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Managing Component Dependencies Using ClassLoaders

by Don Schwarz
04/13/2005

Java's class loading mechanism is incredibly powerful. It allows you to leverage external third-party components without the need for header files or static linking. You simply drop the JAR files for the components into a directory and arrange for them to be added to your classpath. Run-time references are all resolved dynamically. But what happens when these third-party components have their own dependencies? Generally, it is left up to each developer to determine the full set of required components, acquire the correct version of each, and ensure that they are all added to the classpath properly.

JAR Manifest Files

But it doesn't have to be like this; Java's class loading mechanism allows for more elegant solutions to this problem. One such solution is for each component's authors to specify the dependencies of their component inside of its JAR manifest. A manifest is a text file (META-INF/MANIFEST.MF) that can be included inside of a JAR to specify metadata about the file. The most popular attribute, Main-Class, specifies a main class that java -jar can use to locate which class to invoke. However, there is a related, but much less well-known, attribute called Class-Path that lets a JAR specify that it has dependencies on other JARs. Java's default ClassLoader knows to check for these attributes and to automatically append the specified dependencies to its internal classpath.

Let's look at an example. Consider a Java application that implements a traffic simulation. This application is composed of three individual JARs:

  • simulator-ui.jar: A Swing-based view to display the progress of the simulation.
  • simulator.jar: Data objects used to represent the state of the simulation and a controller class that implements the simulation.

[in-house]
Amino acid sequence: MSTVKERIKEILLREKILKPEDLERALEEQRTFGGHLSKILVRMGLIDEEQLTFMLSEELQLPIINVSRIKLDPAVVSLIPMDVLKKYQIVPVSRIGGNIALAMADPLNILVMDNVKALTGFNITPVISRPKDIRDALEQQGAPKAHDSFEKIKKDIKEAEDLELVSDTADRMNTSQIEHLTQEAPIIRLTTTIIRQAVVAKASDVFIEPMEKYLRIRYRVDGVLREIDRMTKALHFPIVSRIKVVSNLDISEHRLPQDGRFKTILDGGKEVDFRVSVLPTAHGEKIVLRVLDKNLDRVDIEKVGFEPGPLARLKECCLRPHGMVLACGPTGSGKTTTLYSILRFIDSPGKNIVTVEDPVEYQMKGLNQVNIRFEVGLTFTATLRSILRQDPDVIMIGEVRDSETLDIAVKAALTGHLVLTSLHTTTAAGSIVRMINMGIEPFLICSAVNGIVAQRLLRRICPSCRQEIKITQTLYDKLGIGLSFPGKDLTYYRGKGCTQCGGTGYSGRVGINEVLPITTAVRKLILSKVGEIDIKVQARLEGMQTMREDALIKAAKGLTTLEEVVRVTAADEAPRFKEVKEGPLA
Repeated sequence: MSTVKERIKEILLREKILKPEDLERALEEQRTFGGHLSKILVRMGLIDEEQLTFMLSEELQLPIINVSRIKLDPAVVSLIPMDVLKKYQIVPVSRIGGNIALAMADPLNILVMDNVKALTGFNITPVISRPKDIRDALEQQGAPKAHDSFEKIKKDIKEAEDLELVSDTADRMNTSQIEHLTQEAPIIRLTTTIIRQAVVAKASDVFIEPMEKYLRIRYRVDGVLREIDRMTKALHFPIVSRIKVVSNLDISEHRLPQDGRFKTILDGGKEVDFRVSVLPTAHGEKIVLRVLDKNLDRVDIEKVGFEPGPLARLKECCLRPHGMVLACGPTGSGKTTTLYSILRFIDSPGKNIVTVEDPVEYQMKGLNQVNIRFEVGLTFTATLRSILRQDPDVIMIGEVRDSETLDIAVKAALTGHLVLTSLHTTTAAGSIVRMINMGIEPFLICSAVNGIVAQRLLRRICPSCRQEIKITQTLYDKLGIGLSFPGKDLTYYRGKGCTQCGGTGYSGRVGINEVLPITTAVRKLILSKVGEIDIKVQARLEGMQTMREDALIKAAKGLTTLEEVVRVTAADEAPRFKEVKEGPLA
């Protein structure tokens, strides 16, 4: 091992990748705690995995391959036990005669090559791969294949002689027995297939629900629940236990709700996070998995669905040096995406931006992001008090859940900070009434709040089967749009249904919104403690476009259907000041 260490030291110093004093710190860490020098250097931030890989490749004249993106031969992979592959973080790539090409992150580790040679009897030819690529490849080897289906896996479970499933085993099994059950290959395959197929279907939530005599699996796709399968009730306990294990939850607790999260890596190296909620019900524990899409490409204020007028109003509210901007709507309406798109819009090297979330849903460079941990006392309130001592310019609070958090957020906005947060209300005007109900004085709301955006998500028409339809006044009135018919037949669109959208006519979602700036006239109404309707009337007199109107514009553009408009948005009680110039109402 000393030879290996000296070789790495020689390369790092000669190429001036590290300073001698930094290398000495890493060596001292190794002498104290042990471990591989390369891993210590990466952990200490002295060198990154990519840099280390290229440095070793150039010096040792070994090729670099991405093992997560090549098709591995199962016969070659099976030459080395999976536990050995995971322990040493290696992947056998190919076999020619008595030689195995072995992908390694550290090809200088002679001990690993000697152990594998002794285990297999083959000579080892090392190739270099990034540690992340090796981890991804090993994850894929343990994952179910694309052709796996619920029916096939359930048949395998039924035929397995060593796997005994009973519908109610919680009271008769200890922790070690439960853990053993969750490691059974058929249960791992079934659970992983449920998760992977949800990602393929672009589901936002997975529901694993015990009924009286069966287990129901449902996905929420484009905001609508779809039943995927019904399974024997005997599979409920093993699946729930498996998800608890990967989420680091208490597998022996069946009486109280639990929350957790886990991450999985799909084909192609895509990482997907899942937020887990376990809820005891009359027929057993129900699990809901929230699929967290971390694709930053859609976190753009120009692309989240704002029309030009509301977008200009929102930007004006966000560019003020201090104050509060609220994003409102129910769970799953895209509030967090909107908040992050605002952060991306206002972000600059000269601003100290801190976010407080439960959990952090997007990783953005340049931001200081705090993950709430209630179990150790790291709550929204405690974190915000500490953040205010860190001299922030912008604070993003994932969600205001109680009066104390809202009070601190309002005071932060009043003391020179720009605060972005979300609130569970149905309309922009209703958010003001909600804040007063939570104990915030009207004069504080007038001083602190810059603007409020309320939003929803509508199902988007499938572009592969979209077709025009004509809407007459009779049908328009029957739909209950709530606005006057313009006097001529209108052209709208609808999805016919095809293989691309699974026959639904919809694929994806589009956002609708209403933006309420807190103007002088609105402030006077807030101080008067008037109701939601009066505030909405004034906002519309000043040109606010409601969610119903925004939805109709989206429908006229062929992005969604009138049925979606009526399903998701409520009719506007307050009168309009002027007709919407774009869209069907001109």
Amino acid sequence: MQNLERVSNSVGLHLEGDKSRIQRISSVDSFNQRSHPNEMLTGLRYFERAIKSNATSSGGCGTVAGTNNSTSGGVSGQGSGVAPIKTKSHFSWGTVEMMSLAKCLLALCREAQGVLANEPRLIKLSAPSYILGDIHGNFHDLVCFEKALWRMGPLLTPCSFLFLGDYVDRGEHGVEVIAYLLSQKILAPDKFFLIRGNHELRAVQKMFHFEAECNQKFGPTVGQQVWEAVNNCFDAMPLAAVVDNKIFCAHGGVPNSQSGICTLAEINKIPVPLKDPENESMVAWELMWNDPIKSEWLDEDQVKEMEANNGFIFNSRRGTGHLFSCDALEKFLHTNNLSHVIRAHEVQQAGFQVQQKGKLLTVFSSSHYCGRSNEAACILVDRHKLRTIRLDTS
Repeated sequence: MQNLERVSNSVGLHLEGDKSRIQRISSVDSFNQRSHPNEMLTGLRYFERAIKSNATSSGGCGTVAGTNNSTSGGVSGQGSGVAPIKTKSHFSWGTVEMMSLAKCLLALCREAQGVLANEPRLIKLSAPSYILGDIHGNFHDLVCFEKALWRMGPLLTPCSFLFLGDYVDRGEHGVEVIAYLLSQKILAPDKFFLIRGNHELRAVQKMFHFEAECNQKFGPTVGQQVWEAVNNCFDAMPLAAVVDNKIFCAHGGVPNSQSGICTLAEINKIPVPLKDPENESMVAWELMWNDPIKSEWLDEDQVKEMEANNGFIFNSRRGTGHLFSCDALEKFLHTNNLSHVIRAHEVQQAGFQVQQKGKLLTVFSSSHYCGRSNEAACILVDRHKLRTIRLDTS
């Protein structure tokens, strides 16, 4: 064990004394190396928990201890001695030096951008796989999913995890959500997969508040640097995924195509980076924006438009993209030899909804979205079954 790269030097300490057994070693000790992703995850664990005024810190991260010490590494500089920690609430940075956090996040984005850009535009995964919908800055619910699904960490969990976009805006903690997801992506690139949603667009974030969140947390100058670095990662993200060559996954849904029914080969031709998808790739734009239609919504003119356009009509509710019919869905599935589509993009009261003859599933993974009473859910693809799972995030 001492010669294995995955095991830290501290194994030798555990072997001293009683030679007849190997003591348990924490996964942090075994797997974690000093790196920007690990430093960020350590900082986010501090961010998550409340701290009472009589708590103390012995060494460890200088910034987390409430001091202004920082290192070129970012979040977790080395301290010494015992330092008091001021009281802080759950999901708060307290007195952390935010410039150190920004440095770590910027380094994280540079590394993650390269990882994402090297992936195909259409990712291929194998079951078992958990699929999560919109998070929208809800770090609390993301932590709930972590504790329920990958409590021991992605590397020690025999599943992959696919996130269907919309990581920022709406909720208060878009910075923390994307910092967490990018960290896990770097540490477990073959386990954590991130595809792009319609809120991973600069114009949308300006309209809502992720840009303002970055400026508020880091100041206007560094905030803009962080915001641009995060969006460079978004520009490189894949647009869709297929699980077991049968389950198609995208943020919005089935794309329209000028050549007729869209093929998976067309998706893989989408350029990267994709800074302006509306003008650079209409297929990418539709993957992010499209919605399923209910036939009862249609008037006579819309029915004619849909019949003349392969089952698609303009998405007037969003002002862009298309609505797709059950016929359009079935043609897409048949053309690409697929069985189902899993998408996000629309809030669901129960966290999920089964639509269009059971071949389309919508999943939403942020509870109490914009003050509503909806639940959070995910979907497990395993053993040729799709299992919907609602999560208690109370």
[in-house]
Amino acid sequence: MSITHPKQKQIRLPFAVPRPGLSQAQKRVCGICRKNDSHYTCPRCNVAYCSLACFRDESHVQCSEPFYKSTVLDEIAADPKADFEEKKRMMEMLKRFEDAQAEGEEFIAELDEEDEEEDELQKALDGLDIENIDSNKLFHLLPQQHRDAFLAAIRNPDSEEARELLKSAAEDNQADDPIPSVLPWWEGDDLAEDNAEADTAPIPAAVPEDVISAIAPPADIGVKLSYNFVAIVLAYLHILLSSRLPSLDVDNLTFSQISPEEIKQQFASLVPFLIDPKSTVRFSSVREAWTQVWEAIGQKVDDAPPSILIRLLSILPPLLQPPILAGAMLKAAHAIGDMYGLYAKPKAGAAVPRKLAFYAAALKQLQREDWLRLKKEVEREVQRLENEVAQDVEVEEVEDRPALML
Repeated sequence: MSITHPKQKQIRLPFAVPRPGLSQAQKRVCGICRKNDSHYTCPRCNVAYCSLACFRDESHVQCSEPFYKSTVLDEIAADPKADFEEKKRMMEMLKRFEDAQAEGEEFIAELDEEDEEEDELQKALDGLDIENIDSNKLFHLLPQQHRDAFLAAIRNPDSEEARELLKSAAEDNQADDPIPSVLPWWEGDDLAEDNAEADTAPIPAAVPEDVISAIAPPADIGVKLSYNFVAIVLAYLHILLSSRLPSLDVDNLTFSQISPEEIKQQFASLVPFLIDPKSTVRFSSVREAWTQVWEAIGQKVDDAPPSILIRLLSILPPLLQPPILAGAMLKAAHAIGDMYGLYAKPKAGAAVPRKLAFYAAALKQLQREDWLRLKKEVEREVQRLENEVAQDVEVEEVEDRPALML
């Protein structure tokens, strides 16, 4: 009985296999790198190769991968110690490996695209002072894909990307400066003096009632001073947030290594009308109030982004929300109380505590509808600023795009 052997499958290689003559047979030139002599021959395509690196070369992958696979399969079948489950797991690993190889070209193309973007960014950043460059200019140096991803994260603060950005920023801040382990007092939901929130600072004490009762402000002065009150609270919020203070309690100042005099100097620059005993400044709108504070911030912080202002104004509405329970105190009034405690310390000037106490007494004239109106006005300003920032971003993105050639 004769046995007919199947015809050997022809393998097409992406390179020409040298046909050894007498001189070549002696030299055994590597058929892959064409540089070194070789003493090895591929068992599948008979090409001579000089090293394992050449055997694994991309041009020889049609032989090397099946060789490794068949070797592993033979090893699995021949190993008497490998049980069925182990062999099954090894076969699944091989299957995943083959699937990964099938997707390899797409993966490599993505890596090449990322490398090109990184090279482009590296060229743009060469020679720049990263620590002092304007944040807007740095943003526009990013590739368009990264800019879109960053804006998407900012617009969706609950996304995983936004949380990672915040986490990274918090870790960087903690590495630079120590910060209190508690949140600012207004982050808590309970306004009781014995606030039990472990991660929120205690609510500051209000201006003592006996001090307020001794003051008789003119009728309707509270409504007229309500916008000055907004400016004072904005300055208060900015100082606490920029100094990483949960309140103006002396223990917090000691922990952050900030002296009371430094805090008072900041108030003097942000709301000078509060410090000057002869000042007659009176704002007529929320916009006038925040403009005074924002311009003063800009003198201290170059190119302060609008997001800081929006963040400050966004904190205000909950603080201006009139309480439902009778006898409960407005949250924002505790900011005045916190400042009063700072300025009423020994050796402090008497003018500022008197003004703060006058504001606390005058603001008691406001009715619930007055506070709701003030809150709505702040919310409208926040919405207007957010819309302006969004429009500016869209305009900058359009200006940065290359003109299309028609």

• rule-engine.jar: A generic third-party rule engine that is used to model the rules of the simulation.
simulator-ui.jar depends upon simulator.jar, which in turn depends upon rule-engine.jar.

The naive way to execute this application is:

$ java -classpath
   simulator-ui.jar:simulator.jar:rule-engine.jar
   com.oreilly.simulator.ui.Main

Editor's note: the above command should be entered on one line; it has been wrapped to fit the constraints of our web layout.

But we could also specify this information in JAR manifest files. simulator-ui's MANIFEST.MF file looks like this:

Main-Class: com.oreilly.simulator.ui.Main
Class-Path: simulator.jar

While simulator's MANIFEST.MF simply contains:

Class-Path: rule-engine.jar
rule-engine either does not have a manifest, or it is empty.

Now we can just do:

$ java -jar simulator-ui.jar

Java will automatically parse the manifest entries to extract the main class and modify the classpath accordingly. It will even determine the path of simulator-ui.jar and interpret all Class-Path attributes relative to this path, so we could just as easily have done one of the following:

$ java -jar ../simulator-ui.jar
$ java -jar /home/don/build/simulator-ui.jar

Dependency Conflicts

Java's implementation of the Class-Path attribute presents a big improvement over specifying the entire classpath manually. However, both approaches have some important limitations. One of the biggest limitations, which may not have even crossed your mind, is that you can only load one version of each component. This may seem obvious because most programming environments have this limitation. However, it is not uncommon for large multi-JAR projects with many third-party dependencies to encounter conflicts in those dependencies.

For example, let's say that you're developing a meta-search engine that queries multiple search engines and collates the results. Google and Amazon's Alexa both support web services APIs that use SOAP as a communication mechanism, and both provide Java libraries that can be used to conveniently access these APIs. This is a bit contrived, but for the sake of argument, let's assume that your JAR, metasearch.jar, depends upon google.jar and amazon.jar, each of which depend upon a common soap.jar.